Keats and Shakespeare at Eton College

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 By Sir Stanley Wells


Join us at Eton College, Windsor, for a special evening of Keats and Shakespeare on Tuesday 3 October 2017 from 6.30pm until 9.00pm. Find out more by clicking here.


On 3 October 1817, John Keats, then not quite 22 years old, along with his friend Benjamin Bailey, visited Shakespeare’s Birthplace. The Henley Street house was then privately owned, but even so there was a visitors’ book which Keats signed, enigmatically giving his address as ‘everywhere’. When the friends visited Holy Trinity Church and Shakespeare’s grave on that same day Keats signed off with the Latin equivalent ‘ubique’. He saw himself as a wanderer, a free spirit, untethered by convention.

Keats’s passion for Shakespeare went back to his schooldays and was to inspire some of his greatest poetry, both indirectly and directly, as in his great sonnet ‘On Sitting Down to Read King Lear Once Again.’ In that poem he writes of ‘The bitter-sweet of this Shakespearian fruit’, seeing the tragedy as an inspiration which will give him ‘new Phoenix wings to fly at my desire.’

Keats owned a seven-volume, illustrated edition of Shakespeare’s works as well as a copy of the first-ever facsimile of the First Folio and a volume of the collected poems. He marked and underlined many of his favourite passages in the works, showing for instance that he was especially fond of A Midsummer Night’s Dream. He came to see Shakespeare as his presiding genius, carrying his works with him on all his travels. He enjoyed seeing the plays in the theatre, too, and wrote an enthusiastic review after seeing a performance by the great Edmund Kean. Above all, in his voluminous and wonderfully eloquent letters he writes about Shakespeare with a depth of understanding that gives him a place among the most perceptive of Shakespeare critics.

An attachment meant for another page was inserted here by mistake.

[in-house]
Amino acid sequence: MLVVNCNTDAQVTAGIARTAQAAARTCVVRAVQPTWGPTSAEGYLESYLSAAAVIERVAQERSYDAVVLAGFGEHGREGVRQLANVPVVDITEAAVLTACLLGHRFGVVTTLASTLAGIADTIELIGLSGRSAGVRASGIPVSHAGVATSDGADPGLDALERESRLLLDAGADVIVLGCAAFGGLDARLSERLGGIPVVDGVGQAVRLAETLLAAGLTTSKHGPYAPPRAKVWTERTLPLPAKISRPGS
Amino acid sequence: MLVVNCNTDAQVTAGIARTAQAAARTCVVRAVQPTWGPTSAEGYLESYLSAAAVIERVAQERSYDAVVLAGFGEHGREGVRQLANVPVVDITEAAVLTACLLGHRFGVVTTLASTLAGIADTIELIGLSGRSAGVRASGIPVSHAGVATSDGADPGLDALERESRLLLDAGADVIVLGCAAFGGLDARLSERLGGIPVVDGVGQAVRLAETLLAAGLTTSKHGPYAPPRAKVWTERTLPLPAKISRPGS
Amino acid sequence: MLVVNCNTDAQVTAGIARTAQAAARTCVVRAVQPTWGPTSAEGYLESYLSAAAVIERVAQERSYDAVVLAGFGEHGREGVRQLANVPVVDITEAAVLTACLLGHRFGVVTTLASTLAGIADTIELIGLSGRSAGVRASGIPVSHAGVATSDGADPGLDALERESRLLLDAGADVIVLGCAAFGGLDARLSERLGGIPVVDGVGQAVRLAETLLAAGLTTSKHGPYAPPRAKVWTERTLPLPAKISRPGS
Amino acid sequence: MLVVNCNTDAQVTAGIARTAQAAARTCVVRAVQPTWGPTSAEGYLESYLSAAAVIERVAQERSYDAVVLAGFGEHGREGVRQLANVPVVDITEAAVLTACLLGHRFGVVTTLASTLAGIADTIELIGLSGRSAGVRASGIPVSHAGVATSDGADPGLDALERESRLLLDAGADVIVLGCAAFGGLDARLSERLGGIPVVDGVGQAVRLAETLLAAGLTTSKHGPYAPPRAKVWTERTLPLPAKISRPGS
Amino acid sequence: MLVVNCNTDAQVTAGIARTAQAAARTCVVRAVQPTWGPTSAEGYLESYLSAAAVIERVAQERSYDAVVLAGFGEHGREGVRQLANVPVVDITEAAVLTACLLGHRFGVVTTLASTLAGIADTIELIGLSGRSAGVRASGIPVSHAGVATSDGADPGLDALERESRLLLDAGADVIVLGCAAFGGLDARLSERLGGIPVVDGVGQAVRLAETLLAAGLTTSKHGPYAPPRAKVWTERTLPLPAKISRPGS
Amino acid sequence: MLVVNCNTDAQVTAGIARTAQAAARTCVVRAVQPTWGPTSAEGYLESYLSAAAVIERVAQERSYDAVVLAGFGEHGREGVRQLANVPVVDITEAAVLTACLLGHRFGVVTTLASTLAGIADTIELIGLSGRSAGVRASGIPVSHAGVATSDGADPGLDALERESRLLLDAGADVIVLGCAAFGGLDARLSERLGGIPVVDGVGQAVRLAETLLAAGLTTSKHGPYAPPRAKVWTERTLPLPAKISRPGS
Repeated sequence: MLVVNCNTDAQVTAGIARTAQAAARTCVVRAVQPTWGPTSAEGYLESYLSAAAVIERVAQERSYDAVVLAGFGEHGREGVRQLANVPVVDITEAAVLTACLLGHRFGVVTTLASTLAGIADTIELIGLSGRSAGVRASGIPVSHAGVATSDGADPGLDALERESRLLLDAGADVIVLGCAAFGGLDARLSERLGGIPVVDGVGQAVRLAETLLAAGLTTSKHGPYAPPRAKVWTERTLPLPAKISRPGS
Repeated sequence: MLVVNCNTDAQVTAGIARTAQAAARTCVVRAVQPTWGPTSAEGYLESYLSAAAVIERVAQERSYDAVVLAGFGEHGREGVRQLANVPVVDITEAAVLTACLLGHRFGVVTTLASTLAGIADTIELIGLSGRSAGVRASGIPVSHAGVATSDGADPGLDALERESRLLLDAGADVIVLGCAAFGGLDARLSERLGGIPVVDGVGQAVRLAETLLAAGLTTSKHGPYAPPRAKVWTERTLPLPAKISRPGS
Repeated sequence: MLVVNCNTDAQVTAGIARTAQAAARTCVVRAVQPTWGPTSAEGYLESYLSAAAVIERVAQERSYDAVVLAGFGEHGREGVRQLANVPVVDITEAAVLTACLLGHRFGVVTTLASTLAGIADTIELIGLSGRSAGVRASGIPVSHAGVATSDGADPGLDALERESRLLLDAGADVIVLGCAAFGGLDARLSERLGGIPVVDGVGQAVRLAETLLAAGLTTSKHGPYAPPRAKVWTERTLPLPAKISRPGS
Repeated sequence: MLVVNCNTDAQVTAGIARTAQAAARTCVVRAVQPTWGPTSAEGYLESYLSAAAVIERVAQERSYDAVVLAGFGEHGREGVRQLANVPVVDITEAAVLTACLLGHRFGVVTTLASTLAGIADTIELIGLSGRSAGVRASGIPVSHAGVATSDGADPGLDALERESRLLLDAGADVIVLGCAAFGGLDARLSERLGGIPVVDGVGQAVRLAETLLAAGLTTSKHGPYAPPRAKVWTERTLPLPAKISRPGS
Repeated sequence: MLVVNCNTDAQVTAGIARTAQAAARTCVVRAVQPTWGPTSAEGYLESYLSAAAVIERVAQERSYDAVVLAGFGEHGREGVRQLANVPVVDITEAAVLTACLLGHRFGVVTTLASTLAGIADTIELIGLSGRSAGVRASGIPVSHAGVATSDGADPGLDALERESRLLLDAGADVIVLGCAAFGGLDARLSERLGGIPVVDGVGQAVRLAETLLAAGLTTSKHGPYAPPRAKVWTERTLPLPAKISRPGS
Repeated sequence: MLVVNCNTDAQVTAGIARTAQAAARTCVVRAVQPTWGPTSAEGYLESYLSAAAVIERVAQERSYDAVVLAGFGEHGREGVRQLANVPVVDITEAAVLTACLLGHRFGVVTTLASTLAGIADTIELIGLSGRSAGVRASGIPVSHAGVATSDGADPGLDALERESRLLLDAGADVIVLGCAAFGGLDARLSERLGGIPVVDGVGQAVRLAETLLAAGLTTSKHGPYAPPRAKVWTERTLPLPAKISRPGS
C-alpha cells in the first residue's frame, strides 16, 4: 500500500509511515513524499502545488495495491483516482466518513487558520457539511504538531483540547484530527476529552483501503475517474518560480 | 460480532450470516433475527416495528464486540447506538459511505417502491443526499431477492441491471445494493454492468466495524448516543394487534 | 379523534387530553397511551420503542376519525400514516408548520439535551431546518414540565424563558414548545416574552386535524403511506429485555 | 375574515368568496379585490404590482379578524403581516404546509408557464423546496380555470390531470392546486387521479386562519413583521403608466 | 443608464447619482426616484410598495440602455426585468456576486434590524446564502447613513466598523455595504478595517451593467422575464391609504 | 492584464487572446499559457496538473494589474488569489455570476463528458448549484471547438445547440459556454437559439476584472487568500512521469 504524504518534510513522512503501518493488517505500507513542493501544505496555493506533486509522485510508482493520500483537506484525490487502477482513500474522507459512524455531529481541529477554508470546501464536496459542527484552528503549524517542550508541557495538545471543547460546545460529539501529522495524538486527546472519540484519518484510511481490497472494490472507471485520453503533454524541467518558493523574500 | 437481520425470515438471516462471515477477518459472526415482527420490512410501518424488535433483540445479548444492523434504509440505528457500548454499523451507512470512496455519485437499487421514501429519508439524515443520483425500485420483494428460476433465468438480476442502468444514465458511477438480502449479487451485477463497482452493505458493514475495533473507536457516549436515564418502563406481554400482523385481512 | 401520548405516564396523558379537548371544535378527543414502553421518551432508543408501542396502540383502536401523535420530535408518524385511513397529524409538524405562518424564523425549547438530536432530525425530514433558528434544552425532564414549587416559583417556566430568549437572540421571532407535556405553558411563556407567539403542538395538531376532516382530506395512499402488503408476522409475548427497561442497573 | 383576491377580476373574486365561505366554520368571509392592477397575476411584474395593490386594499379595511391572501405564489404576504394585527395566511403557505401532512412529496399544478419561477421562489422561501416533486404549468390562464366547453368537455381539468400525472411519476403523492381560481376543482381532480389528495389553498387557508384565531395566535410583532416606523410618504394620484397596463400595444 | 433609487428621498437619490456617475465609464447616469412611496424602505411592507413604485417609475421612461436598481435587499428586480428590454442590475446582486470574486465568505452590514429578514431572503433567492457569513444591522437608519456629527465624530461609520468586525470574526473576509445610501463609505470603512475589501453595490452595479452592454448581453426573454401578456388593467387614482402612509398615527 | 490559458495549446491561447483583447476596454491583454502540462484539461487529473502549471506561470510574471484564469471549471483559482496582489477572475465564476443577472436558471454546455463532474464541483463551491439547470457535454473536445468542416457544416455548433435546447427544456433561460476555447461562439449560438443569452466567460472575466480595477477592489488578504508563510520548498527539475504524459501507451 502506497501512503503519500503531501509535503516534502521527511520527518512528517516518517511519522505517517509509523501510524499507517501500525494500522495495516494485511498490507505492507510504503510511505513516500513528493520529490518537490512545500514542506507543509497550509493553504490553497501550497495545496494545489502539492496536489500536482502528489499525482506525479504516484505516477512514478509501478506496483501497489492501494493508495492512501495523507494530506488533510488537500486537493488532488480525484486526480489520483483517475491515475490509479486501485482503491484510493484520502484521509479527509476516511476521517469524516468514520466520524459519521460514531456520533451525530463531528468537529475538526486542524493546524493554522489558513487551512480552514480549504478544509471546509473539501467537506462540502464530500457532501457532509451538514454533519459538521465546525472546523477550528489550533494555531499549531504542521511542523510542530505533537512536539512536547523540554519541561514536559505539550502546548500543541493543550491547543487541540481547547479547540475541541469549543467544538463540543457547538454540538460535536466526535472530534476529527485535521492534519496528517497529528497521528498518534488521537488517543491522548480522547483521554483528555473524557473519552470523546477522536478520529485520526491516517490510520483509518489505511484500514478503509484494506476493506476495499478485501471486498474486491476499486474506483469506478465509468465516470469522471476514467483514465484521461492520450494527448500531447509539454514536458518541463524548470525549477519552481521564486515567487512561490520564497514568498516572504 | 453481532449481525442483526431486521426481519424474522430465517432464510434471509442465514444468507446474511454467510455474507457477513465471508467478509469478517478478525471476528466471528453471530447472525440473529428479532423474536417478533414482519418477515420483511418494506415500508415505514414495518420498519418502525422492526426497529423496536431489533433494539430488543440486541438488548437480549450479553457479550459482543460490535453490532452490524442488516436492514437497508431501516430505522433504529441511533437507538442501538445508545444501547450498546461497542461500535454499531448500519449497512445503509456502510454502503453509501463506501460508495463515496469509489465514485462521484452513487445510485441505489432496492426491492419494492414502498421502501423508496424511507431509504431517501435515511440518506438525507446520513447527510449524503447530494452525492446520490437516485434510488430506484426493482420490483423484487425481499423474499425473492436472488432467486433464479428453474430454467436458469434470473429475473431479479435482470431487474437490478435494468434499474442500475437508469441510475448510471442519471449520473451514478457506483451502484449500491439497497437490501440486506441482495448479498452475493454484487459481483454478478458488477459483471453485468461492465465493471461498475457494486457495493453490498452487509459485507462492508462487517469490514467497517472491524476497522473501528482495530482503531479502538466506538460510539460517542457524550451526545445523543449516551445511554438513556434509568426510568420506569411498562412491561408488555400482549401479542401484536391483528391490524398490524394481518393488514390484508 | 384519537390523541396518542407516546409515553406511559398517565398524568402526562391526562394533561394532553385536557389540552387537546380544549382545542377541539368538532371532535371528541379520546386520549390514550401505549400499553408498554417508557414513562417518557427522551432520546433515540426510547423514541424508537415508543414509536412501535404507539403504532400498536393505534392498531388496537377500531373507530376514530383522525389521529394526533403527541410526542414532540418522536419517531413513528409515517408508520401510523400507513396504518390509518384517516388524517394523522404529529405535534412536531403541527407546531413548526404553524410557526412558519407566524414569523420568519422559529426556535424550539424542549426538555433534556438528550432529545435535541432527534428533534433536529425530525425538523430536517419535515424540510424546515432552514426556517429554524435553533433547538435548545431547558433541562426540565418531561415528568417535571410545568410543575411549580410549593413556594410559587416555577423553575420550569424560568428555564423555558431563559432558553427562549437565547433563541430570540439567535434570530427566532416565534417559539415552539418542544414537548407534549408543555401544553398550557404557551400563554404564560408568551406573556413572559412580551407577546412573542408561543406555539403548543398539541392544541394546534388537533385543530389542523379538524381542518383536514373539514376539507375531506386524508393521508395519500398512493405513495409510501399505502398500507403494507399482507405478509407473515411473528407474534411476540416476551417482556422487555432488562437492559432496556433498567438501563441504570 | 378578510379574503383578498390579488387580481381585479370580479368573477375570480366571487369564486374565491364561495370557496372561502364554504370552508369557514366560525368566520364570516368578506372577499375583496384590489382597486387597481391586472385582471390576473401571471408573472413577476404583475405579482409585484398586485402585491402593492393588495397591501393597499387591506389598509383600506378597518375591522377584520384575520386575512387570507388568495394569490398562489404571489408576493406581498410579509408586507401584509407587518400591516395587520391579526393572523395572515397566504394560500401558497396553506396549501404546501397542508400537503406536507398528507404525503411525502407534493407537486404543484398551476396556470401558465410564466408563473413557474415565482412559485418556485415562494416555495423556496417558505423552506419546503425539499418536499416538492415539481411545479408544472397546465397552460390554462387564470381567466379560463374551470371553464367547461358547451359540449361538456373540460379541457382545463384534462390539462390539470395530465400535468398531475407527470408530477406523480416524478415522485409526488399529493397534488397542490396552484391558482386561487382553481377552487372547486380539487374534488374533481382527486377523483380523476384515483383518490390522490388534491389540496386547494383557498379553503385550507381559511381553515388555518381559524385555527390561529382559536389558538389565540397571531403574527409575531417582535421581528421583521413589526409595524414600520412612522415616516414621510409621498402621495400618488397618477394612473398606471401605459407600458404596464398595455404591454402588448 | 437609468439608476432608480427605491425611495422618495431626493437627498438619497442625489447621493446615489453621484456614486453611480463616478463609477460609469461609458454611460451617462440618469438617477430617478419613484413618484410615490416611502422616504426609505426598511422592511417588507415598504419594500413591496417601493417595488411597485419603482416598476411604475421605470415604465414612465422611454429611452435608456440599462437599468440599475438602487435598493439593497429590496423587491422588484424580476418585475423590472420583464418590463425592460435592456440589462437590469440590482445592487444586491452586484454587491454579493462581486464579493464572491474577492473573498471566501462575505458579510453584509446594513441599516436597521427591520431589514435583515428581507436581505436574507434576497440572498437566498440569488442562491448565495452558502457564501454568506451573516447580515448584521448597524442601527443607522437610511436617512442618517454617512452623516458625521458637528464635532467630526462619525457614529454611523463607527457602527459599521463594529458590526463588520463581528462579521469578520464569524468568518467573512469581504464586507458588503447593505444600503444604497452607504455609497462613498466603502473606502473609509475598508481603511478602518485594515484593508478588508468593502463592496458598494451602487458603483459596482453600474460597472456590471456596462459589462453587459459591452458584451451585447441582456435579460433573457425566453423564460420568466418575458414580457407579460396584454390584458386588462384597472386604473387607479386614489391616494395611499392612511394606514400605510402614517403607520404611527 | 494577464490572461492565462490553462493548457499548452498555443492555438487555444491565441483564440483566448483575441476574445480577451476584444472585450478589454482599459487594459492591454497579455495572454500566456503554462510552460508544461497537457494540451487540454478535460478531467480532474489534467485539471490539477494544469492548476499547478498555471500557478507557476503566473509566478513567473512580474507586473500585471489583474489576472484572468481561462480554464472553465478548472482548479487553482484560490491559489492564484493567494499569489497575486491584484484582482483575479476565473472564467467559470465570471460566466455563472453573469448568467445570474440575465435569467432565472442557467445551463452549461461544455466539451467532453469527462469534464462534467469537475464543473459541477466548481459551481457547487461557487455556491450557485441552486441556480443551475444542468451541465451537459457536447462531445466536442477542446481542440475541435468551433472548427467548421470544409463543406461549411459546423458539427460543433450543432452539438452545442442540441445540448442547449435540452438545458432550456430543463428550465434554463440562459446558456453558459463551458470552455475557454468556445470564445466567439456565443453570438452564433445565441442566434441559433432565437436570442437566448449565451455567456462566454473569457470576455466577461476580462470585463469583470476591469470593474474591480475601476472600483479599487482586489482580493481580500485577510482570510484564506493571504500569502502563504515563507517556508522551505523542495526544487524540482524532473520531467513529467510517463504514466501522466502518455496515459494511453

In December 1817, a few months after his visit to Stratford, he wrote in great excitement that he had formulated a theory of what the quality was that, as he put it, ‘went to form a Man of Achievement especially in Literature & which Shakespeare possessed so enormously.’ It was, he suggested in a letter to his brothers, what he called ‘Negative Capability, that is when a man is capable of being in uncertainties, mysteries, doubts, without any irritable reaching after fact and reason.’ The phrase formulated here has exerted great influence over thought about the creative impulse.

In one of his letters, the consumptive Keats, knowing that he had not long to live, wrote that he hoped to be remembered ‘among the English poets’ after his death. A fellow poet of a later generation, Matthew Arnold, introducing a volume of his poems, wrote ‘He is. He is with Shakespeare.’

Now, two hundred years to the day after Keats visited Shakespeare’s Birthplace, we celebrate the affinity between the two poets with a programme of prose and poetry devised and presented by our Head of Research, Paul Edmondson, and me (Stanley Wells), and, as the voice of Keats, the actor Scott Handy, Eton College’s Director of Drama.

On-line bookings only: find out more by clicking here


The views expressed in this article are the author’s own.

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Author:Stanley Wells

Stanley Wells is Honorary President and a Life Trustee of the Shakespeare Birthplace Trust, Emeritus Professor of Shakespeare Studies of the University of Birmingham, Honorary Emeritus Governor of the Royal Shakespeare Theatre. Follow Stanley on twitter @stanley_wells or visit his website

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